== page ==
Girl In Cap and Gown by Harriet Levin

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Filmgoers this year who saw the documentary The Cave of Forgotten Dreams in 3-D (or not) entered the prehistoric Chauvet caves of Southern France in a stunning modern way. The labor to return to the stone womb felt transformative but untranslatable. The viewer lacked the keys to that kingdom. Questioning whether poetry is/has a door at all, I nevertheless went looking for a key into Harriet Levin’s new, second collection of poetry. There, I found her poem “Key,” and along the researching way, Colin John Holcombe, an impressive polymath living in Santiago, Chile. He explains, “Modernism is where we are now, broadly speaking, if we include Postmodernism and experimental poetry. Modernist poetry is the poetry written in schools and poetry workshops, published by thousands of small presses, and reviewed by serious newspapers and literary journals — a highbrow, coterie poetry that isn’t popular and doesn’t profess to be. To its devotees, Modernist styles are the only way of dealing with contemporary matters, and they do not see them as a specialized development of traditional poetry, small elements being pushed in unusual directions, and sometimes extended beyond the limits of ready comprehension.”

In a recent interview, Harriet Levin explained herself, “My poetry is hard to describe because it varies from book to book. I wrote my first book after grad school (University of Iowa Writers Workshop) so I guess I was responding to what I learned there and trying to subvert that in some way.” Her first book, The Christmas Show, was selected by Eavan Boland for a 1996 Barnard New Women Poet’s Prize and was a winner of the Poetry Society of America’s Alice Fay di Castagnola Award and a Grolier Prize; it was a Philadelphia Inquirer Notable Book. “My second book,” (A 2009 National Poetry Series finalist), “was written also as subversion, largely as a response to a reviewer of my first book, who said I should stop looking out through the ‘lens of rape.’” That criticism can’t be leveled at her new collection, whose perspectives are varied but unified by intense focus, much like the eyes of bees. Hive is a word that recurs, and the nervous energy of the poems gives the reader a non-alcoholic buzz.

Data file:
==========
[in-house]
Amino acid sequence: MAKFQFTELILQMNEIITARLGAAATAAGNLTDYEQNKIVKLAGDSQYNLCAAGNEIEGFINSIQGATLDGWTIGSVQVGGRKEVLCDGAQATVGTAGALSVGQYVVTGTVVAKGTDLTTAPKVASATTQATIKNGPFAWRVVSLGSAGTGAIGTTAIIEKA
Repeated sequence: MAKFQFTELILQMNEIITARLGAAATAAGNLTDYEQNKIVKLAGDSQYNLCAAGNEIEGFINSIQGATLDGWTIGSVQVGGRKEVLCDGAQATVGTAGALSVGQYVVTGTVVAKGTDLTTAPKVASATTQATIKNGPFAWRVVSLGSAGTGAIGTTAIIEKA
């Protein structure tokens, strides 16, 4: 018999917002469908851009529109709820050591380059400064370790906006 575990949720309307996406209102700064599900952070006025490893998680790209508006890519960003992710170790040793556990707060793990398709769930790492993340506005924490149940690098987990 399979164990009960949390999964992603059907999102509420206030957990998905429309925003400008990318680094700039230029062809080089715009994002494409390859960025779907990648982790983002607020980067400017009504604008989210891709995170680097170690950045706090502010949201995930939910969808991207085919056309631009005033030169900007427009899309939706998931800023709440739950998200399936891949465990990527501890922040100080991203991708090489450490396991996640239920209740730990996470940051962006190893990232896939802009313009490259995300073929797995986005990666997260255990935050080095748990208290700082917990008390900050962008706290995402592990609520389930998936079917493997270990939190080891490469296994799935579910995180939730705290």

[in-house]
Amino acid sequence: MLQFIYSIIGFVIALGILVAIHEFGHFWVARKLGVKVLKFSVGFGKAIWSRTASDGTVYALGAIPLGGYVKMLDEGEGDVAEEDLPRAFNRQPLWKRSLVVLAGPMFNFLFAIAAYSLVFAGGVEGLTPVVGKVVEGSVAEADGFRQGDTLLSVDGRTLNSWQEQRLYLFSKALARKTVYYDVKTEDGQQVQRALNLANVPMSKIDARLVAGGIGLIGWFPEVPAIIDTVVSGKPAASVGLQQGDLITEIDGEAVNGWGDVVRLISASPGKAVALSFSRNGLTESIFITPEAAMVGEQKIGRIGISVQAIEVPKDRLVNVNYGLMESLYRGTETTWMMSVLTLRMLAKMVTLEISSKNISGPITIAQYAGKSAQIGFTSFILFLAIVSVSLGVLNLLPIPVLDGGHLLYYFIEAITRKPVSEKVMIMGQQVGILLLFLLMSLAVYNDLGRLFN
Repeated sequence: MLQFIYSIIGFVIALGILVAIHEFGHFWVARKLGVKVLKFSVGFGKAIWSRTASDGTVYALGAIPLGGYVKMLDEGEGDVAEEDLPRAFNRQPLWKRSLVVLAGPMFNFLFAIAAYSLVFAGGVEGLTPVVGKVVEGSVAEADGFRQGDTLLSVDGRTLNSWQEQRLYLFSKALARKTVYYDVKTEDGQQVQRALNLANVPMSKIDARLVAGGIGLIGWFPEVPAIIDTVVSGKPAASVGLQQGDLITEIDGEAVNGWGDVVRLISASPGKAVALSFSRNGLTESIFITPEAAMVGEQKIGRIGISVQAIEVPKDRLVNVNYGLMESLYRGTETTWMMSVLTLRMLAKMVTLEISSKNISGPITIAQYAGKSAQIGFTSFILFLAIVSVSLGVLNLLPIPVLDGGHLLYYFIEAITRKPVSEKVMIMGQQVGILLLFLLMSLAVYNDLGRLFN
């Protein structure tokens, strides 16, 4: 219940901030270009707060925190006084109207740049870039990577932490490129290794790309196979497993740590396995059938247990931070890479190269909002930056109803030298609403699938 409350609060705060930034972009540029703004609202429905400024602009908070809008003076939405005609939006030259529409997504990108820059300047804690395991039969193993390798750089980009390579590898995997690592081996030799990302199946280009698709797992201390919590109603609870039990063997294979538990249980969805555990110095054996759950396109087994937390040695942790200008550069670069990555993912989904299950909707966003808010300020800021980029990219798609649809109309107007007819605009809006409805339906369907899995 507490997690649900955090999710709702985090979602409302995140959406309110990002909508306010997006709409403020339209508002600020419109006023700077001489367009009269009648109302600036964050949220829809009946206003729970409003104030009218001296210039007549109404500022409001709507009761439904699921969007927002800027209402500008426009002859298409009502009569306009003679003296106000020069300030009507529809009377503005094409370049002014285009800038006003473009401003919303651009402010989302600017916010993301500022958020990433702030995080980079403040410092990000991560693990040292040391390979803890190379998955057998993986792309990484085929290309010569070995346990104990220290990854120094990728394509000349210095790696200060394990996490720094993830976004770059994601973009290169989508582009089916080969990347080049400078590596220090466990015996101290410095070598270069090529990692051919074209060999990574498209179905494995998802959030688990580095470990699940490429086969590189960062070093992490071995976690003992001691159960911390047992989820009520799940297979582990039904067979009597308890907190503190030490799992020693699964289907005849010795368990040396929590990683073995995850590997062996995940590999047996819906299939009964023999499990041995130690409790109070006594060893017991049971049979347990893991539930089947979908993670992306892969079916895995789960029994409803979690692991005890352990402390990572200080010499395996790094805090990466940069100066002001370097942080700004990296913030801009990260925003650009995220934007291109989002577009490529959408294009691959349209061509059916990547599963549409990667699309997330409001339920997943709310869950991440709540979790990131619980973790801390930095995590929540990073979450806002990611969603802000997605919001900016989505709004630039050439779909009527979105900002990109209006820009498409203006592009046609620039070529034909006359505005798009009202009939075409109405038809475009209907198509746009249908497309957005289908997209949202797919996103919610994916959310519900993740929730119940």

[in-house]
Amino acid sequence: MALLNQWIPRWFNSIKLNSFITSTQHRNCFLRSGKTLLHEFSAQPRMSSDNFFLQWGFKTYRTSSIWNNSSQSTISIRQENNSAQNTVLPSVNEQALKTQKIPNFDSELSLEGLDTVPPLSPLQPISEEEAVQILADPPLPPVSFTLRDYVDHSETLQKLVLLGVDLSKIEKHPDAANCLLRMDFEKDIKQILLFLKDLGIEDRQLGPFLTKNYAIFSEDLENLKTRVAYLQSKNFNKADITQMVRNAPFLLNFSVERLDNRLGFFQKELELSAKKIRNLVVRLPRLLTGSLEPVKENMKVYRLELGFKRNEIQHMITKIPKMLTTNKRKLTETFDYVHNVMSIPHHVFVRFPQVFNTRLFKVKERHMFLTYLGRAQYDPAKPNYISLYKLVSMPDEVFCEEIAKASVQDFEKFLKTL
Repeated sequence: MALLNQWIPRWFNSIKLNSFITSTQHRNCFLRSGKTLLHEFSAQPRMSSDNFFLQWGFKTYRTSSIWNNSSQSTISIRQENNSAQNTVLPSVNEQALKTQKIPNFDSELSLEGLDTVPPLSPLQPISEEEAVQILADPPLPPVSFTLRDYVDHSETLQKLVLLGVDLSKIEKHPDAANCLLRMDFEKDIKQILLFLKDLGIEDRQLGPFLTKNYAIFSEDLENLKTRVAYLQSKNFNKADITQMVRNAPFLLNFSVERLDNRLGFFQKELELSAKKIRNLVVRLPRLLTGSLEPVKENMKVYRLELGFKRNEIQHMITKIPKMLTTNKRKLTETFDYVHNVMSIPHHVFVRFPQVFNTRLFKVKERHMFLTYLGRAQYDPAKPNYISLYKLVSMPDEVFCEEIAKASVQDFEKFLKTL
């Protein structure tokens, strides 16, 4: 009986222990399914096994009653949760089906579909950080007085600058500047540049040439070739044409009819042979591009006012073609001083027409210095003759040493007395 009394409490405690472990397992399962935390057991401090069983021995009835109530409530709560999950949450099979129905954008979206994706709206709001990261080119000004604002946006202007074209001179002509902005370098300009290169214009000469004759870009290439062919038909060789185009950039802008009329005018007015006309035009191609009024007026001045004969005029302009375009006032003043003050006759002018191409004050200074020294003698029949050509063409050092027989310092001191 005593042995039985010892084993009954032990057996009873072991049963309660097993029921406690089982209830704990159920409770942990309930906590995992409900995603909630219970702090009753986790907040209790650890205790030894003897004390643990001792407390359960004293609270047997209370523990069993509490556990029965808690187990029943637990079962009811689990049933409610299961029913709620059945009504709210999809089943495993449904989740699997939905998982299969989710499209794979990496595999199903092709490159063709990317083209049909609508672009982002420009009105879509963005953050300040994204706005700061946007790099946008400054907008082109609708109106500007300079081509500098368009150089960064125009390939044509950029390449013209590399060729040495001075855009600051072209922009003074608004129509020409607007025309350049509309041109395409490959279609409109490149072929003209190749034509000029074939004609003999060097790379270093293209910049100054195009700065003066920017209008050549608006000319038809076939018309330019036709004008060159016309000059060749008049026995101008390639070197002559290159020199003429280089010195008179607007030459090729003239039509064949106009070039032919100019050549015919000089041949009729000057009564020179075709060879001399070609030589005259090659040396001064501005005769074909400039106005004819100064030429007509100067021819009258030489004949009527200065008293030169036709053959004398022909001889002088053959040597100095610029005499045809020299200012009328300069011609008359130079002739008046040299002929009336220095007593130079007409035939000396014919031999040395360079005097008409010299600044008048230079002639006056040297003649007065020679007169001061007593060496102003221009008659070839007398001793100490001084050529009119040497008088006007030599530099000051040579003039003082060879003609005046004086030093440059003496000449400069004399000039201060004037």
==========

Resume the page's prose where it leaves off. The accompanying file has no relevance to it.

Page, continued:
Levin’s introductory selection of a quotation from Isaac Newton’s Principia directs a reader’s point of view: “in philosophical disquisitions, we ought to abstract from our senses, and consider things themselves, distinct from what are only sensible measures of them. For it may be that there is no body really at rest, to which the places and motions of others may be referred.” But I found among the poems in Girl In Cap and Gown the greatest charm in many invitations to reflect in tranquility, the title poem a case in point. Along with its persona of a young woman who resembles a murdered co-ed, you lose and regain yourself again.

I gasp…
What happens is
they put me in her place
at the bottom of a deep ravine.
I close my eyes. I hold my breath,
the possibility becoming next.
And then it stops,
and I come back.

The 38 poems are organized in three sections titled Girl in Cap and Gown, A Lens, and Survey of Debris. My favorite in the second grouping invokes Beowulf’s welcome by Hrothgar, its title Hine halig God/For ar-stafum us onsende, (Beowulf, ll. 382-383). This translates, “Blessed God out of his mercy this man hath sent,” and arises organically out of the poem in which the father’s love for this fragile boy mirrors Beowulf’s heroic/tragic narrative.